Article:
4. Leading by example. Risk aversion among decision-makers presents a major challenge for actors seeking to promote significant policy change. Policy entrepreneurs often take actions intended to reduce risk – both real and perceived. A common strategy involves engaging with others to clearly demonstrate the feasibility of a policy proposal. This can do a lot to win credibility with others and build momentum for change.
  5. Building momentum and scaling up the change efforts. Policy entrepreneurs can tie together seemingly disparate change efforts to create a united platform that builds momentum for change on a larger scale. Leadership by example is vital to demonstrating credibility and making the pursuit of policy change believable.

The Who

While anyone can and may pursue these strategies in pursuit of policy change, there are particular personal attributes associated with highly effective policy entrepreneurs. These include:

  1. Ambition. Pushing a major policy agenda takes great commitment and energy. This attribute is vital for getting others to believe in what you are seeking to do and to join your efforts. Ambition for a particular cause supplies the ‘why’ that explains everything else that policy entrepreneurs do.
  2. Social acuity. The essential actions of policy entrepreneurs – problem framing, building teams, and leading by example – all call for high levels of social acuity. Windows of opportunity don’t come along with labels on them – they need to be perceived within complex social and political contexts. Through their social acuity, policy entrepreneurs discover how people are thinking about problems. They come to appreciate the concerns and motivations that drive others.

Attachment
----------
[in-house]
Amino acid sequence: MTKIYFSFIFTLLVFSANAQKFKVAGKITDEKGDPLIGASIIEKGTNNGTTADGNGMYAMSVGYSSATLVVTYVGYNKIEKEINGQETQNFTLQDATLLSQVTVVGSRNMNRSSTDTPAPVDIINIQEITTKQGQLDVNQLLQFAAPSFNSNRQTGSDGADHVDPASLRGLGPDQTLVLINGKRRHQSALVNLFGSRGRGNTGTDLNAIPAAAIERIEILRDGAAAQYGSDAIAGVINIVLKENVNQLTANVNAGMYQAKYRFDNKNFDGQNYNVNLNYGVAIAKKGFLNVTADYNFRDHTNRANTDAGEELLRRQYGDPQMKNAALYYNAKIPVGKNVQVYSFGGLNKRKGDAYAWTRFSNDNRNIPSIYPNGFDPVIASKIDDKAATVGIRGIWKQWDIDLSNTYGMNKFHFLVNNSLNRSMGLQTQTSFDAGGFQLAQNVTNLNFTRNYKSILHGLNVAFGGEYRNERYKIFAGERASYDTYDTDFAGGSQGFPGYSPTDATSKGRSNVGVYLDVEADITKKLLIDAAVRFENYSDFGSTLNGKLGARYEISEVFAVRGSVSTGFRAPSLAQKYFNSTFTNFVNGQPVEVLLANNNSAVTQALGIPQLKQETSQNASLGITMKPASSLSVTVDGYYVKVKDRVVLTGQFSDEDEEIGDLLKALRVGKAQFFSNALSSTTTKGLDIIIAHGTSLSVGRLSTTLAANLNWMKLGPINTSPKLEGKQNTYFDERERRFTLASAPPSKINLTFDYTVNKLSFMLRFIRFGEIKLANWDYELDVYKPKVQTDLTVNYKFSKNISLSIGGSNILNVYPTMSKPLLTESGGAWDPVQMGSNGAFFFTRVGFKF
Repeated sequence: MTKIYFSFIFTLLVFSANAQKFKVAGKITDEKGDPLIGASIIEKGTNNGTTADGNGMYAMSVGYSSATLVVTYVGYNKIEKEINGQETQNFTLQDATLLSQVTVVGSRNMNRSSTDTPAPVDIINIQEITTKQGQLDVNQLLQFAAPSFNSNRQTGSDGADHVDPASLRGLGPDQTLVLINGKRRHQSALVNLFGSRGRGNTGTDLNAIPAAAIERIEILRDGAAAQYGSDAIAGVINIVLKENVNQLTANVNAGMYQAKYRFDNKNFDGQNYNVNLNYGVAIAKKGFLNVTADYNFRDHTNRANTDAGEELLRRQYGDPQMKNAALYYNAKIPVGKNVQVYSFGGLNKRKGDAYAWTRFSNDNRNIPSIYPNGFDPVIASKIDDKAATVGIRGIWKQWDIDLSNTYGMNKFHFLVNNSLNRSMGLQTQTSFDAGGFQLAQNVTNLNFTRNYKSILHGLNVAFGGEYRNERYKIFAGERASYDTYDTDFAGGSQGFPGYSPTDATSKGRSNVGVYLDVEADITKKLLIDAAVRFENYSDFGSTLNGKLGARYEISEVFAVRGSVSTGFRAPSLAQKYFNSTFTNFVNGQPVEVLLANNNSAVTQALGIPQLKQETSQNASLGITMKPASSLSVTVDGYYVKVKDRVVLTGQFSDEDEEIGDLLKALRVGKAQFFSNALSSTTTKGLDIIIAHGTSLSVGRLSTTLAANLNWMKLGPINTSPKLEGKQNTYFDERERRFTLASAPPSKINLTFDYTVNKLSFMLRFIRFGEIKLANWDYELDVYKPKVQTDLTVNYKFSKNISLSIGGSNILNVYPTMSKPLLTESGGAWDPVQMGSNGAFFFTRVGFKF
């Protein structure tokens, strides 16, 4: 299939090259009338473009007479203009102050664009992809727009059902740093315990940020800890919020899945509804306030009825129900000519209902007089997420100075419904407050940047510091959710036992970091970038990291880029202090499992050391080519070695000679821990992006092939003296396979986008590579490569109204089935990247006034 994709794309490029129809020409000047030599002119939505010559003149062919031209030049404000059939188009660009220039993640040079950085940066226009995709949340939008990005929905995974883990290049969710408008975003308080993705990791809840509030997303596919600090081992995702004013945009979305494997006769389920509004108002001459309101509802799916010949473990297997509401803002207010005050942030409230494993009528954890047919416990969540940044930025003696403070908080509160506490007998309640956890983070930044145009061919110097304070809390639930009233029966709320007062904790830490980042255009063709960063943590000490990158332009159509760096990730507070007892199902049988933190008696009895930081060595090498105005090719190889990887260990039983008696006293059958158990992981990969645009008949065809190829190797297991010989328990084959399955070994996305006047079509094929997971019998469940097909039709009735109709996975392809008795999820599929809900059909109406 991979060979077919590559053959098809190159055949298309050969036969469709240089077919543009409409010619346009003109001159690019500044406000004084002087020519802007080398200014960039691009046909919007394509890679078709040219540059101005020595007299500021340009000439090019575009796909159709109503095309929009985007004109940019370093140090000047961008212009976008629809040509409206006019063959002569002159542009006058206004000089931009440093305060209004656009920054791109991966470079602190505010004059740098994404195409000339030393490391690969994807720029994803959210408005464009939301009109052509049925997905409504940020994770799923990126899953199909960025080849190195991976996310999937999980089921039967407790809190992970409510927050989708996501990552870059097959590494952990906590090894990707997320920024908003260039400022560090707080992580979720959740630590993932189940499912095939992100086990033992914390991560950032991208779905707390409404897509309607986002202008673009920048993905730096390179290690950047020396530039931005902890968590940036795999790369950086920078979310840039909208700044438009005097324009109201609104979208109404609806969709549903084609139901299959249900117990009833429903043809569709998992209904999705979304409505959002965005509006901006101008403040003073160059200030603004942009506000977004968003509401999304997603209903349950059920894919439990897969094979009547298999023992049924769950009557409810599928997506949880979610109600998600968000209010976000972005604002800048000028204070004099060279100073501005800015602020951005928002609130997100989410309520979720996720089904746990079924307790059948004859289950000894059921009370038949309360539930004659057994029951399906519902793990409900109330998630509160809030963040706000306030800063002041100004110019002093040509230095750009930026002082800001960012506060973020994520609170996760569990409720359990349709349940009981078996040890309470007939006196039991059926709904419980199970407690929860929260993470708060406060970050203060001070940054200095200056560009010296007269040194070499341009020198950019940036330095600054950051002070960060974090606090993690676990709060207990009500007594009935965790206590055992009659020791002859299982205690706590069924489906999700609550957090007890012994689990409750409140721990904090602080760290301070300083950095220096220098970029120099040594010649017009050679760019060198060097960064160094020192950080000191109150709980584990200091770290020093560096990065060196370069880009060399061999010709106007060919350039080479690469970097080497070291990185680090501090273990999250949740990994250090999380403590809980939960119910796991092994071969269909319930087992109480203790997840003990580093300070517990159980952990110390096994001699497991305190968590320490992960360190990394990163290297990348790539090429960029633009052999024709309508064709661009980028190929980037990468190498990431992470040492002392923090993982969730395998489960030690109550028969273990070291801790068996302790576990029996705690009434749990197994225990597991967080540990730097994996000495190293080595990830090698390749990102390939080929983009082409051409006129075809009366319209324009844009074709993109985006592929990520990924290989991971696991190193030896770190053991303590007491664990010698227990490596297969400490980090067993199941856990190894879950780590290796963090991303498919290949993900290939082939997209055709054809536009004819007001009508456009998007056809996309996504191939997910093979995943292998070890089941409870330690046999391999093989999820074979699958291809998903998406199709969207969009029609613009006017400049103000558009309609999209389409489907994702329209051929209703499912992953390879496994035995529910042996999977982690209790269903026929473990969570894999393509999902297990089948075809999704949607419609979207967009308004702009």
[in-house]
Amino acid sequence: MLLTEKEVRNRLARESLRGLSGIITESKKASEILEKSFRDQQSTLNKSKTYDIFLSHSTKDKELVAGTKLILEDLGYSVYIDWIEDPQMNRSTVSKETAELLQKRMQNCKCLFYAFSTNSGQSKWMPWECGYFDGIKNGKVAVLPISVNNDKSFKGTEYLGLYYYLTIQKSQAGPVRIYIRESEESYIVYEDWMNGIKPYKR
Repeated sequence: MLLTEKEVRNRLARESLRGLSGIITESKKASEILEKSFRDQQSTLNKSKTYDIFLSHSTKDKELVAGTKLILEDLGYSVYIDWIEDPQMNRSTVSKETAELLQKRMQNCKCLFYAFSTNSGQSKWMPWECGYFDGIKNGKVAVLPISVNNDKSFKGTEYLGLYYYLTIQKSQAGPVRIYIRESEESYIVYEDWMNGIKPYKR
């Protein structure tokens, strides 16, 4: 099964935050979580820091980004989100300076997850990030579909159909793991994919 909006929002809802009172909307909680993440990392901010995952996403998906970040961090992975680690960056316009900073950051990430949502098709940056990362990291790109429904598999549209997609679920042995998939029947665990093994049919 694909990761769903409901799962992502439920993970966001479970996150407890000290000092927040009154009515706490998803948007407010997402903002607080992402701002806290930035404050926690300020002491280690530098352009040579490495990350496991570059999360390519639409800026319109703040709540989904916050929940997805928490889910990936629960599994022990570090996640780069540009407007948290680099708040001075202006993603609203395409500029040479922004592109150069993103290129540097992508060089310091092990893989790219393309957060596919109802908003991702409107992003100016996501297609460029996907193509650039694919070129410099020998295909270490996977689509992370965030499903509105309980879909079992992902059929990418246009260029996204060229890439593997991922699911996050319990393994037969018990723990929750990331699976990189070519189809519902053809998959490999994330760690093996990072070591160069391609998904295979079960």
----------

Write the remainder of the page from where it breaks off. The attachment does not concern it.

3. Credibility. As policy entrepreneurship involves pursuing innovative goals by building coalitions of support, these actors must be credible. They can achieve credibility in a number of ways, for example, through expertise in a particular field, or their ability to gather coalitions of support
  4. Sociability. Although they choose particular policy ideas to support, policy entrepreneurs always consider how others will respond to what they have on offer. They empathise with others and understand their needs. This allows them to identify common interests between themselves and others. They make others feel appreciated.
  5. Tenacity. Policy entrepreneurs must be willing to keep working towards a bigger goal, even when that goal seems nowhere in sight. This is especially important because policymaking contexts are often highly complex and the chances of achieving success can seem slim.

Conclusion

How does this fit with your conception or experience of policy entrepreneurs? Are there any other attributes that you have found to be important? Policy entrepreneurs have typically been studied in domestic settings, do you think that these attributes and strategies would work in an inter- or trans-national arena? How do you think local conditions might serve or stymie attempts at policy entrepreneurship?

This blog post is a modified version of  ‘A primer on policy entrepreneurs’  published on 6 March 2017 on the ANZSOG [Australia and New Zealand School of Government] website: https://www.anzsog.edu.au/resource-library/news-media/a-primer-on-policy-entrepreneurs.

Reference: